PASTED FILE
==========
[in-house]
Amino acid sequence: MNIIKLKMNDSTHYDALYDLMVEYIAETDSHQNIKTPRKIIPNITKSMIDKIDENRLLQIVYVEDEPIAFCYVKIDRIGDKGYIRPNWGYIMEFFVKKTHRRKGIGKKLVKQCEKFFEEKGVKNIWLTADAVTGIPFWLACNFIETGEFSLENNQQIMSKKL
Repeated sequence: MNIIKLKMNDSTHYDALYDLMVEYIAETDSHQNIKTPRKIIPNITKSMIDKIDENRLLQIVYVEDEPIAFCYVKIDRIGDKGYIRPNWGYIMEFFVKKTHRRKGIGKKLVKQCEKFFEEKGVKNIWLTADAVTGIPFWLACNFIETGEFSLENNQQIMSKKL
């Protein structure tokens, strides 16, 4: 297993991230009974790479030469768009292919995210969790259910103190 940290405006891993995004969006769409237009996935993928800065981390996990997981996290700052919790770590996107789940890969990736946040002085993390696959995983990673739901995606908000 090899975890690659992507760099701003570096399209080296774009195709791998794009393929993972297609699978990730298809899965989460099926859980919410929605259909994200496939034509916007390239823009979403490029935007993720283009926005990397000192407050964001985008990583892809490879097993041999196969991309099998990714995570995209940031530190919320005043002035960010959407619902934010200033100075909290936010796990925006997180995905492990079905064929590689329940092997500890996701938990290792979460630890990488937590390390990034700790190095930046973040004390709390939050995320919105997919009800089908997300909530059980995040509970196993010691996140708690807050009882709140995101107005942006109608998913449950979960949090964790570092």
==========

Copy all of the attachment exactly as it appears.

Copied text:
[in-house]
Amino acid sequence: MNIIKLKMNDSTHYDALYDLMVEYIAETDSHQNIKTPRKIIPNITKSMIDKIDENRLLQIVYVEDEPIAFCYVKIDRIGDKGYIRPNWGYIMEFFVKKTHRRKGIGKKLVKQCEKFFEEKGVKNIWLTADAVTGIPFWLACNFIETGEFSLENNQQIMSKKL
Repeated sequence: MNIIKLKMNDSTHYDALYDLMVEYIAETDSHQNIKTPRKIIPNITKSMIDKIDENRLLQIVYVEDEPIAFCYVKIDRIGDKGYIRPNWGYIMEFFVKKTHRRKGIGKKLVKQCEKFFEEKGVKNIWLTADAVTGIPFWLACNFIETGEFSLENNQQIMSKKL
């Protein structure tokens, strides 16, 4: 297993991230009974790479030469768009292919995210969790259910103190 940290405006891993995004969006769409237009996935993928800065981390996990997981996290700052919790770590996107789940890969990736946040002085993390696959995983990673739901995606908000 090899975890690659992507760099701003570096399209080296774009195709791998794009393929993972297609699978990730298809899965989460099926859980919410929605259909994200496939034509916007390239823009979403490029935007993720283009926005990397000192407050964001985008990583892809490879097993041999196969991309099998990714995570995209940031530190919320005043002035960010959407619902934010200033100075909290936010796990925006997180995905492990079905064929590689329940092997500890996701938990290792979460630890990488937590390390990034700790190095930046973040004390709390939050995320919105997919009800089908997300909530059980995040509970196993010691996140708690807050009882709140995101107005942006109608998913449950979960949090964790570092």